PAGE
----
The Mayor and the NYPD continue to increase their racist tactics and intensify their abuse of communities of color, and non-racist people must stand up and oppose these abuses. If the Mayor will not end these practices, we must demand that the Mayor resign. No police force in our country should be permitted to abuse its citizens of color with such ferocious and racist dedication. We, as residents of the greatest city on our planet, must put an end to it.

A Disgusting New Record

We learned last week that the Mayor and the NYPD have now set a disgusting new record.

The Village Voice said it well:
Recent investigations into the NYPD's stop-and-frisk policy, which is ostensibly to find firearms but doesn't usually work out that way, show that not only are the searches illegal in many cases, but they overwhelmingly target men of color in poor areas. These stops result in tens of thousands of arrests every year for small-scale weed possession, some of which would be thrown out if a judge ever saw them. But because most people don't know their rights, the cycle spins on: through the end of March, the NYPD has 183,326 stop-and-frisks on record this year, the highest number since they started keeping track in 2004. Of those, 11,925 people were arrested and 10,292 were issued tickets. Unsurprisingly, a majority of those stopped were black.

There have been 183,326 stop-and-frisk encounters recorded from January through March in NYC, according to NYPD records obtained by the NYCLU. About 88 percent of those stops resulted in neither an arrest nor a summons, and it probably won't surprise you that about 84 percent of those stopped by police were black or Latino. (In 2010, only about 9 percent of people stopped were white.) So far, stop-and-frisk incidents are up 22 percent over the same time period last year . . .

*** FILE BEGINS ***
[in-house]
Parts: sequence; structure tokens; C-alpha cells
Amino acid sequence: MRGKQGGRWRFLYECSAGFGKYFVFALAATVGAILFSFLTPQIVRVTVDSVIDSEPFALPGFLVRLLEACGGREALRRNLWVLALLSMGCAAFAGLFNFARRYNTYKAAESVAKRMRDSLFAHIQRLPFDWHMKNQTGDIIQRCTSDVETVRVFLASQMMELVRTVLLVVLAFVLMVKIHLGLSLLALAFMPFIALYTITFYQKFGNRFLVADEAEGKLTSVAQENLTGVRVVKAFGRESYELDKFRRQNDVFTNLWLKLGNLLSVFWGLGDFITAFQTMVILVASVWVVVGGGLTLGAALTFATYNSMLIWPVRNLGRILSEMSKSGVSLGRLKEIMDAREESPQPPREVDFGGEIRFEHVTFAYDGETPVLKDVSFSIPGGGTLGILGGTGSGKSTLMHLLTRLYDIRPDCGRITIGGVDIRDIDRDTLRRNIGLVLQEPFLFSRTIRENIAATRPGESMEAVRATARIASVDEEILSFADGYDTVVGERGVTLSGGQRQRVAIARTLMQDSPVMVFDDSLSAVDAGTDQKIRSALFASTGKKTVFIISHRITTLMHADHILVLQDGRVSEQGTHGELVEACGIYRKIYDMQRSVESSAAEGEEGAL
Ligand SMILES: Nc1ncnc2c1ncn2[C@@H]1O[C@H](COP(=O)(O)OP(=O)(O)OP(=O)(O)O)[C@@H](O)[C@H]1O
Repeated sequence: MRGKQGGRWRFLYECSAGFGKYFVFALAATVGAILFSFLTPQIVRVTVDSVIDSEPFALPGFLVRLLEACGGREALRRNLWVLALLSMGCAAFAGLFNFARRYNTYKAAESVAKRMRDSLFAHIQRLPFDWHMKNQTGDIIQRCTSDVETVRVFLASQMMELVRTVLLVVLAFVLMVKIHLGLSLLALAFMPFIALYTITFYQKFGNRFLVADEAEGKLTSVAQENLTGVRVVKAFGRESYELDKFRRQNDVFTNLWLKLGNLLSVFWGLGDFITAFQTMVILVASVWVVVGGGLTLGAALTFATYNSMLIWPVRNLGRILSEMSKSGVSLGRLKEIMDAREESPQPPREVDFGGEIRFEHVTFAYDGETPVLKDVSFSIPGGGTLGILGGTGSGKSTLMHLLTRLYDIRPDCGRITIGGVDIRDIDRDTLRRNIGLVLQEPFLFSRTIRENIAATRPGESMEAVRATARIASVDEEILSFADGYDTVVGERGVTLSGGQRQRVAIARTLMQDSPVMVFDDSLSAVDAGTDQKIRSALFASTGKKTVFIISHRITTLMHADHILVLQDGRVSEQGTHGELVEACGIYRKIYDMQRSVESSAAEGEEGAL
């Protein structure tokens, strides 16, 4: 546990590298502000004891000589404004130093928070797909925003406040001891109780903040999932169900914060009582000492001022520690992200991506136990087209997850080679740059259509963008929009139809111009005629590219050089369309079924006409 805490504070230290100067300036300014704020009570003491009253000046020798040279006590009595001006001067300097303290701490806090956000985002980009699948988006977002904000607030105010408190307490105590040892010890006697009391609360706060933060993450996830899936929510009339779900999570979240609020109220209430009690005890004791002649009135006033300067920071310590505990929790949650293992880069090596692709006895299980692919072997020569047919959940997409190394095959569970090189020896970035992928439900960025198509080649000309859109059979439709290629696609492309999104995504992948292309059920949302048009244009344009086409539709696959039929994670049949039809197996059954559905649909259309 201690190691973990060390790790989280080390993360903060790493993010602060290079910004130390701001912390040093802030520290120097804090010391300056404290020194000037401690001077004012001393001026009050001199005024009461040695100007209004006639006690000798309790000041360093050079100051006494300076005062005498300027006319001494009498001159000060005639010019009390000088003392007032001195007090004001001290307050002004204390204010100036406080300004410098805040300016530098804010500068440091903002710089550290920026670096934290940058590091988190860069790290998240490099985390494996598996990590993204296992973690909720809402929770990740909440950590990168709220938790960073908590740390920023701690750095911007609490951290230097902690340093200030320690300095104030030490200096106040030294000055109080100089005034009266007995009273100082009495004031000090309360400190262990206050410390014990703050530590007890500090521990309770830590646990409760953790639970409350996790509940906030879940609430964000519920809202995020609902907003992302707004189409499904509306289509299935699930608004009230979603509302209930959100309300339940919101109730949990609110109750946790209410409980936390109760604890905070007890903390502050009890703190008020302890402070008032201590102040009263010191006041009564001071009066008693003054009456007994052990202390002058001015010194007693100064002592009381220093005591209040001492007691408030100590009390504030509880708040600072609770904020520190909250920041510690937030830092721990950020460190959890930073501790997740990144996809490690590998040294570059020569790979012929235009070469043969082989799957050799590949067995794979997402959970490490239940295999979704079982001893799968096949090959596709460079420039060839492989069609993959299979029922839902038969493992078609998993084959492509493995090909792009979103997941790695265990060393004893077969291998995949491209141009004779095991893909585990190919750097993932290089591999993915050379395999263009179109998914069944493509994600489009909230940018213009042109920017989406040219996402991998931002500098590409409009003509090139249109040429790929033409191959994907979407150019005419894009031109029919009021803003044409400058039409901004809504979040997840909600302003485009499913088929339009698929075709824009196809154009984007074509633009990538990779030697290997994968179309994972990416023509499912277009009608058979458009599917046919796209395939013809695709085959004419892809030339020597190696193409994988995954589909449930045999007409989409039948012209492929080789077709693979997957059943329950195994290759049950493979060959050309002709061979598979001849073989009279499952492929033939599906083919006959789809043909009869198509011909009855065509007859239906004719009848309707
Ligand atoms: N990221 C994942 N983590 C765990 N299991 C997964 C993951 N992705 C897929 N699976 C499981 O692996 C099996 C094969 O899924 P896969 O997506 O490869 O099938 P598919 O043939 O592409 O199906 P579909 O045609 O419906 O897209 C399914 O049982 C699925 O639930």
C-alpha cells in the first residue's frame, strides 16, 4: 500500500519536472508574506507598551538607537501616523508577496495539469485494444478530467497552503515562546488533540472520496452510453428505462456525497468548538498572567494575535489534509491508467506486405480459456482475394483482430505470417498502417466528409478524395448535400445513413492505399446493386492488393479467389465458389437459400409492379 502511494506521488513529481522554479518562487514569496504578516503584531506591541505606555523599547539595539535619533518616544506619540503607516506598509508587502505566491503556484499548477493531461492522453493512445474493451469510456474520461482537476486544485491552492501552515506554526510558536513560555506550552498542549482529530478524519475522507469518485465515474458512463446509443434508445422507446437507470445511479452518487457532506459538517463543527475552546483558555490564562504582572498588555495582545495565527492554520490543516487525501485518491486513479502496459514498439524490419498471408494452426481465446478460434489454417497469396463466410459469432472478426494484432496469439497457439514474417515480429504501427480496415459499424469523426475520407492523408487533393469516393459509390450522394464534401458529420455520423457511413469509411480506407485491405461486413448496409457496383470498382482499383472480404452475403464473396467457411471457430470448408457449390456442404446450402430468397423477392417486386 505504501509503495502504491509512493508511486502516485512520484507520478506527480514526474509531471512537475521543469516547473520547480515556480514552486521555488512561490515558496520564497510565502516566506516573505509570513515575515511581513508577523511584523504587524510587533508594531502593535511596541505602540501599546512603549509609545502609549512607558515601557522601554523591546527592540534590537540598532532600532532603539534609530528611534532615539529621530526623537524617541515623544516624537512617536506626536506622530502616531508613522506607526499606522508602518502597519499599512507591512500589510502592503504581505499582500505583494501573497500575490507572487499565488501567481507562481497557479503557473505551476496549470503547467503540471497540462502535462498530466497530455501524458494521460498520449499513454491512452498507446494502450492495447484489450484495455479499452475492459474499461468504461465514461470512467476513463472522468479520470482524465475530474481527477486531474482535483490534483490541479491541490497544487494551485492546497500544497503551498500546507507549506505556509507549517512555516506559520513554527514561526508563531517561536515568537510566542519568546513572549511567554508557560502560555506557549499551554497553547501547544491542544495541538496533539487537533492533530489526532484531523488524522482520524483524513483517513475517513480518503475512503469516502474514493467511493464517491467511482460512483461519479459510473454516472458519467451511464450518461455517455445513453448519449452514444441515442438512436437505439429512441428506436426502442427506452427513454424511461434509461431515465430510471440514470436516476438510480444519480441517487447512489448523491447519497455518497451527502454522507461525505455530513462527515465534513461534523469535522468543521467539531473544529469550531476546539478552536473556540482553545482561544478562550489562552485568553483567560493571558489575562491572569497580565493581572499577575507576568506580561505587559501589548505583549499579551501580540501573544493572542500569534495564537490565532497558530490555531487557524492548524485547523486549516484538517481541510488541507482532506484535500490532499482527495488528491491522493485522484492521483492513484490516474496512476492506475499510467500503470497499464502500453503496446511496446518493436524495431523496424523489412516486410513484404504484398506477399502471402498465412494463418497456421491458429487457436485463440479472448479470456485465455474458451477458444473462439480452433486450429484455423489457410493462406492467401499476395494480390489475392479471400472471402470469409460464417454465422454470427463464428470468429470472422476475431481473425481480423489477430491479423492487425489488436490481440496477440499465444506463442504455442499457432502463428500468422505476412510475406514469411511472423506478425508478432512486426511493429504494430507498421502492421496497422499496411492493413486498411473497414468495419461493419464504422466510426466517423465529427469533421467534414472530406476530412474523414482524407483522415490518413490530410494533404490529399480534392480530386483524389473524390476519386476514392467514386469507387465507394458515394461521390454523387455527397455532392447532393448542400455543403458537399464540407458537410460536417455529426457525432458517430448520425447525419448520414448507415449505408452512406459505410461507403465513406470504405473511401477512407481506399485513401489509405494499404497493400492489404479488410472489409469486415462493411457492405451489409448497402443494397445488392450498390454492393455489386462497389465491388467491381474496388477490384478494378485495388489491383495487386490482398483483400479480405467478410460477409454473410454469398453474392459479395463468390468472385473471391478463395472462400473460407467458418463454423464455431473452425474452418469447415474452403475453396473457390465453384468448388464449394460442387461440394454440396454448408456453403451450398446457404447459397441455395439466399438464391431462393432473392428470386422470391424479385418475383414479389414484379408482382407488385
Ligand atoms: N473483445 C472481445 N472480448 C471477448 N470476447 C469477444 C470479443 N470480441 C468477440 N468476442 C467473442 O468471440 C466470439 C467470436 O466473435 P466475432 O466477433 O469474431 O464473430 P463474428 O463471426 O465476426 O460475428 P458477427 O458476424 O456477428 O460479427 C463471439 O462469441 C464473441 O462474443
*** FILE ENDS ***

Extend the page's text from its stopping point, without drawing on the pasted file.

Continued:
The Wall Street Journal's report on this tragedy ended with a quotation from the leader of the NYCLU, and her quotation is an appropriate ending for this blog entry:
Critics of stop-and-frisk point out that suspect descriptions make up only a small percentage of the reasons officers list for making stops. Over the first quarter of this year, suspect descriptions accounted for just under 15% of the reason stops were made, according to NYPD statistics.

Donna Lieberman, the executive director of the New York Civil Liberties Union, said, the stop and frisk numbers “are going in the absolutely wrong direction.”

“Stop and frisk has a place in law enforcement but the abuse of this tactic to target absolutely innocent people is bad for all New Yorkers,” she said. “This practice seriously undermines the quality of life for people of color in New York City, particularly in the poorest, most vulnerable neighborhoods.”